U.K. Auto-ID Center Focuses on Small, Midsize Firms

By Rhea Wessel

The facility re-creates a small town to demonstrate how RFID works in real life, and to instill visitors with new ideas about how to profit from the technology.


The European Centre of Excellence for Automatic Identification and Data Capture (AIDC UK), located in Halifax, England, is completing the installation of a 1,000-square-meter (10,760-square-foot) automatic-ID demonstration center. In addition, the center is expanding its offering of training courses and consulting to companies.

Opened in November 2007, the facility offers the largest demonstration center for auto-ID technologies in Europe and has already hosted visitors from two dozen countries. These visitors came to learn about the possibilities of auto-ID technologies, including RFID, by attending lectures and touring the demonstration center, which consists of a model of a small town. “Visitors can walk down the street where you or I may live,” explains Ian Smith, the CEO and cofounder of AIDC UK. “They’ll see a hospital, a town hall, a library, a logistics center, an airport, a bank and a recreation area. They can see how the technologies are changing our lives.”

Ian Smith

For instance, visitors can push a dolly containing a parcel bearing an RFID tag with a temperature sensor, then load that package onto a truck. A reader interrogates the tag and sends back location and temperature information that is visible on a screen. The exhibition demonstrates smart shelves that employ RFID to help store owners keep shelves stocked. What’s more, visitors can pass a shopping trolley, or cart, through an RFID portal and instantly read a complete list of its contents on a screen, illustrating a wheel-through checkout process at a supermarket.

Most of the demonstrations tell a story, Smith says. “In the logistics area, you can see goods received, put away, picked, dispatched and delivered, and all the reverse processes for returned items.” And in the travel section, visitors can experience, for instance, RFID-enabled passport control, baggage tracking and mobile phone ticketing. “By showing how the technology works in real life,” he explains, “the center sparks the imagination of small businesses as to how best to use RFID in their own environment. Their knowledge of the possibilities is expanded.”

While RFID plays a large role at the center, Smith says, the facility covers the entire gamut of auto-ID technologies, including bar coding. “If we had just focused on RFID, it would have been short-sighted,” he states, adding, “While an important and rapidly developing technology, RFID may not be the AIDC answer in every case. We want to be sure potential users select the most appropriate technology for their application.”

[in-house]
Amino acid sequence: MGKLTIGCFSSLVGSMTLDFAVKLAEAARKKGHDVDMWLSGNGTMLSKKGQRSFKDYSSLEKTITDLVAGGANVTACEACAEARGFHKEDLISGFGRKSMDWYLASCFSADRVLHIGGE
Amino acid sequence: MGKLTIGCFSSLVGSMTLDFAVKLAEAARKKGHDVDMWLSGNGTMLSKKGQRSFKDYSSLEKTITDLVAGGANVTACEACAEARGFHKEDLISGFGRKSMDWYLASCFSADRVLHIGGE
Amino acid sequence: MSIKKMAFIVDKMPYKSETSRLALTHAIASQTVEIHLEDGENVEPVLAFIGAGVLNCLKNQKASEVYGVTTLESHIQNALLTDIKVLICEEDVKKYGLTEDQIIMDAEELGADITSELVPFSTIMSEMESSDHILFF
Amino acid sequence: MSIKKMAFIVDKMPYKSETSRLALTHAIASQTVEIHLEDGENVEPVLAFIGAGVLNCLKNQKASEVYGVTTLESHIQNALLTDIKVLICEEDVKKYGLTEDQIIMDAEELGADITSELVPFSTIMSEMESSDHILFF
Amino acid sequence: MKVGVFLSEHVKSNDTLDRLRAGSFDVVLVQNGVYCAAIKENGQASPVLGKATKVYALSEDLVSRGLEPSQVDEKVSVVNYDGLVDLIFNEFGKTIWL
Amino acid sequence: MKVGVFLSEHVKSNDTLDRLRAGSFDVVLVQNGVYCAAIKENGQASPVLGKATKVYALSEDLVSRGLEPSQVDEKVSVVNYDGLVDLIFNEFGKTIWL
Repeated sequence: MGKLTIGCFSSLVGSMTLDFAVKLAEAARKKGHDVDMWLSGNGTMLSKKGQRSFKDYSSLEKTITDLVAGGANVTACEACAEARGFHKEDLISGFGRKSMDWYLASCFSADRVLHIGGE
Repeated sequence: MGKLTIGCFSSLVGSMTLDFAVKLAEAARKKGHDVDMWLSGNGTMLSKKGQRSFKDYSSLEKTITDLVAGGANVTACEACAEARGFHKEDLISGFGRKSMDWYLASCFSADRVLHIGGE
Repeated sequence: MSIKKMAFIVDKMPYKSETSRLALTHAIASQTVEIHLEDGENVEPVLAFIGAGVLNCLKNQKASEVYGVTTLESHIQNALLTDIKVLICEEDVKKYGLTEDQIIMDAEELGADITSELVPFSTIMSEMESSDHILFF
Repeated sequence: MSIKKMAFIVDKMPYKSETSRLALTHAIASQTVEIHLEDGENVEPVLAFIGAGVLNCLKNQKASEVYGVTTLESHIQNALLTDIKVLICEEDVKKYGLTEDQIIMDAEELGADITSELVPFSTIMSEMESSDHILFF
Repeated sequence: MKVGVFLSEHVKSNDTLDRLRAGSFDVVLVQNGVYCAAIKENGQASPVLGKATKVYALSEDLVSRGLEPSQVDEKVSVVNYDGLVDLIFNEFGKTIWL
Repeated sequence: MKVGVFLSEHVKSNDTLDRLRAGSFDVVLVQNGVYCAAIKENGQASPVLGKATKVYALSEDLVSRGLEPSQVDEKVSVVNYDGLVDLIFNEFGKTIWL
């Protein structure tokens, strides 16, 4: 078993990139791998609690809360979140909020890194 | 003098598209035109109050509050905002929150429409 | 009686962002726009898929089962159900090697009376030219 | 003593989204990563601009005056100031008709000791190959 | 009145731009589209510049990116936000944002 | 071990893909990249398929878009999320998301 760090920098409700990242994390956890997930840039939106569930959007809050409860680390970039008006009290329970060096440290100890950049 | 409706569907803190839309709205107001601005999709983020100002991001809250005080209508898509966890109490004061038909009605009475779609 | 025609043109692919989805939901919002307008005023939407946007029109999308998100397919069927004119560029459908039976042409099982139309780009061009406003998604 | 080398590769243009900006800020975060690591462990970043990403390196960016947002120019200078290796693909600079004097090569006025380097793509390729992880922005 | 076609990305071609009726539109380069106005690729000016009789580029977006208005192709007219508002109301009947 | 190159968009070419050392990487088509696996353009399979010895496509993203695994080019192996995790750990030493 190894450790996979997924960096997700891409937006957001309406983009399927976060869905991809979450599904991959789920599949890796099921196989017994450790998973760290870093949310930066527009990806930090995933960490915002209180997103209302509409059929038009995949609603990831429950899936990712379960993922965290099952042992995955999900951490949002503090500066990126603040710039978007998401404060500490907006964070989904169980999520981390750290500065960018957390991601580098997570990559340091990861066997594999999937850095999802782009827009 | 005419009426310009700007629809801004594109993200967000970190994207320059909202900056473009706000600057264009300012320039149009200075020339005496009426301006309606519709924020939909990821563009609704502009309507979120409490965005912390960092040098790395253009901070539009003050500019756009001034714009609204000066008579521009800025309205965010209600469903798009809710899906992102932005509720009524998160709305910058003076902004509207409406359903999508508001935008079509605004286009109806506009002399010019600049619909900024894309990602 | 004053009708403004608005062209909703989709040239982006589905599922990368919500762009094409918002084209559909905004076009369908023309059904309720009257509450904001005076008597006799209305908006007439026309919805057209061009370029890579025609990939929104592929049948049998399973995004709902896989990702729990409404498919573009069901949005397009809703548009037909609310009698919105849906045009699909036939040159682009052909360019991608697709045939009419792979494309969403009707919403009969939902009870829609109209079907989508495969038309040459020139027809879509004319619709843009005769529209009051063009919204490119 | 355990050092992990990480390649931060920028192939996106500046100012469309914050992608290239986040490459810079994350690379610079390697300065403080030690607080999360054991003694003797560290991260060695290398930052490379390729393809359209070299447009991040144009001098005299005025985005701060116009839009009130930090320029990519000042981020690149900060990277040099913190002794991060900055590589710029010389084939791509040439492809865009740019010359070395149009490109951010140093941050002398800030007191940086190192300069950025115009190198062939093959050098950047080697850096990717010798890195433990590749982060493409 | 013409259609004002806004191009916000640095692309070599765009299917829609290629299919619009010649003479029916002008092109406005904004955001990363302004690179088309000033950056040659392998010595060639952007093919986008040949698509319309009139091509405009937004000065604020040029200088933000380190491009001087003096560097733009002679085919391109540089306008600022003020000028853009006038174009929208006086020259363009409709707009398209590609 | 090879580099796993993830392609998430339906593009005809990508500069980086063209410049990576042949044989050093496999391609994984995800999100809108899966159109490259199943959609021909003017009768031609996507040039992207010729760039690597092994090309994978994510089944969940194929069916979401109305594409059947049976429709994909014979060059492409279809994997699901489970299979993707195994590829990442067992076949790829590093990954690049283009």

The AIDC center was launched with a £5 million ($9.9 million) grant from Yorkshire Forward, the development agency for the Yorkshire and Humber regions, with the goal of helping the area’s small and midsize enterprises adopt auto-ID technologies. The funding was used to set up the center and continues to pay for ongoing expenses, such as the contracting of independent experts who visit the companies to help them conduct auto-ID feasibility studies. The center has assisted 100 firms to date, and aims to assist 2,000 more in Yorkshire and Humber within the next two years.

Eventually, Smith says, the AIDC center is intended to become self-reliant. Designed as a hub for services, research and information, the facility will earn money from regional auto-ID centers and companies that will pay membership fees to access its information and services.

In addition to consulting and training courses offered in its 60-seat theater, the AIDC center also hosts an auto-ID lab and is involved in European Union-level research projects. The lab is used for testing new product concepts and performance testing of RFID and 2-D bar-coding hardware.

One research project in which AIDC UK is involved is CASAGRAS (Coordination and Support Action for Global RFID-related Activities and Standardization), part of the E.U. Framework 7 program. In that project, AIDC UK is working with various organizations, including the AIM UK chapter of the auto-ID trade association AIM Global, to develop global standards, regulations and the so-called Internet of Things.

Smith has been involved in auto-ID technologies since 1984, when he served as the founding general secretary of AIM Europe. He helped establish AIM affiliates in 15 European nations.